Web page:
Vernice “Bunky” Green was born on April 23, 1935 in Milwaukee, Wisconsin. Originally strongly influenced by Charlie Parker, it was Charles Mingus’ sparing use of notation and his belief that there was no such thing as a wrong note that made a deep impression and had a lasting influence on Green’s own style.
Green began playing the alto saxophone around Milwaukee, mainly at a local club called “The Brass Rail.” His first big break came when he was hired in New York City by Charles Mingus to replace Jackie McLean in the 1960s. This was followed by a move to Chicago, Illinois that gave him the opportunity to perform with Sonny Stitt, Louie Bellson, Andrew Hill, Yusef Lateef and Ira Sullivan.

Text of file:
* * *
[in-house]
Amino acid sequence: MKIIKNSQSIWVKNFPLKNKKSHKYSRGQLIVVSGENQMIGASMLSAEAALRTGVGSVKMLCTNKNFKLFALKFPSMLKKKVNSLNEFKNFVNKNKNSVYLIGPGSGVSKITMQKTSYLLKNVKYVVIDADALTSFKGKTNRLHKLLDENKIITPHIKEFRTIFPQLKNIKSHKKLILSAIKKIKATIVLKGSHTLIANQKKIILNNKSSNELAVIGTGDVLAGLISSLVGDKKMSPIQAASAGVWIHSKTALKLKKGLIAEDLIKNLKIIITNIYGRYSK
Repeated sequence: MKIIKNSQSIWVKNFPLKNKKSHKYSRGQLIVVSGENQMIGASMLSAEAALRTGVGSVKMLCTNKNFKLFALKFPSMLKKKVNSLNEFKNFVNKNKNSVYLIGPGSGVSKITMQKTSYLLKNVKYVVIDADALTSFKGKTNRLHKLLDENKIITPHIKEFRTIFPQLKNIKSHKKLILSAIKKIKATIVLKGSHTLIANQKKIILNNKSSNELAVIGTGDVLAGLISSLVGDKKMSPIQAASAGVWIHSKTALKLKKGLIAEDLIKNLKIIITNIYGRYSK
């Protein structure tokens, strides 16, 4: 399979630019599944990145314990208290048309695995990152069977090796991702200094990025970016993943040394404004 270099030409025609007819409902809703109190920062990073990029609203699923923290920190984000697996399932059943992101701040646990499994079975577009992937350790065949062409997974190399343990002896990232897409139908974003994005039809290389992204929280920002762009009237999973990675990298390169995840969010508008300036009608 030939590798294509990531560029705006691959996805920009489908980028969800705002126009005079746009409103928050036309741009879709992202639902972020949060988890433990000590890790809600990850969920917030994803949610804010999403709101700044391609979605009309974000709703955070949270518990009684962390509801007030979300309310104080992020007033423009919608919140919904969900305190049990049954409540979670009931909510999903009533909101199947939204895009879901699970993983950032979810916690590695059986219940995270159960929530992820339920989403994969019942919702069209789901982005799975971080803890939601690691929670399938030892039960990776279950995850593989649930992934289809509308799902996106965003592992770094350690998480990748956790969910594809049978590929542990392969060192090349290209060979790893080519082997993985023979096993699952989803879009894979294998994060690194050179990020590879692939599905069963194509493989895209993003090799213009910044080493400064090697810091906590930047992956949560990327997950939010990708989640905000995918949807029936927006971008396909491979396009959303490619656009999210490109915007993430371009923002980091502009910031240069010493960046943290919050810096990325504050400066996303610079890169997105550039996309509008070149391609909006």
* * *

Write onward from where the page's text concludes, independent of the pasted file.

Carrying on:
Gradually withdrawing from the public eye to develop a career as a leading jazz educator, Bunky taught at Chicago State University from 1972-1989 and in the 1990s took up the directorship of the Jazz Studies Program at the University of North Florida in Jacksonville. He also served a term as the president of the IAJE/International Association for Jazz Education and has been elected to the Jazz Education Hall of Fame.
Green recorded several fine albums beginning in the 1960s working with Wynton Kelly, Jimmy Cobb, Elvin Jones, Jason Moran and Lonnie Plaxico; was leader of the Vanguard label in the 70s, and awarded the coveted 5 Star Review from Down Beat Magazine for his 1989 commemoration of his parents death with “Healing The Pain”. Bunky Green continues to record and pursue his educator endeavors. He is currently Professor Emeritus and Director of Jazz Studies Emeritus at the University of North Florida.